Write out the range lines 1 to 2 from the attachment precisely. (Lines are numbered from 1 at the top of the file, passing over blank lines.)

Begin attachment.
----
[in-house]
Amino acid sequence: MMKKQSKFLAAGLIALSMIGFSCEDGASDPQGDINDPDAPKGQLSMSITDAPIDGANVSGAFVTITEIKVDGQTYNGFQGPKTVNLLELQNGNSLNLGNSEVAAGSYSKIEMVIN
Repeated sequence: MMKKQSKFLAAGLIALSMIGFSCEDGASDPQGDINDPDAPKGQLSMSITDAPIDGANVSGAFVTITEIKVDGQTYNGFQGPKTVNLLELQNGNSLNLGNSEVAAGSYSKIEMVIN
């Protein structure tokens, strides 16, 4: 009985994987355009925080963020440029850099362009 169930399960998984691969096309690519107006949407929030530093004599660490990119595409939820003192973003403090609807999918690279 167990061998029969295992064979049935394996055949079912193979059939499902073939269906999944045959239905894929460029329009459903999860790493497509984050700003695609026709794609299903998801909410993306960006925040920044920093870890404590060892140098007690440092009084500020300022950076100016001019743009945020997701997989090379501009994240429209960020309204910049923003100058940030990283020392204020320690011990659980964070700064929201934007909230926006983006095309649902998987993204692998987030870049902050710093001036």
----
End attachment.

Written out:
[in-house]
Amino acid sequence: MMKKQSKFLAAGLIALSMIGFSCEDGASDPQGDINDPDAPKGQLSMSITDAPIDGANVSGAFVTITEIKVDGQTYNGFQGPKTVNLLELQNGNSLNLGNSEVAAGSYSKIEMVIN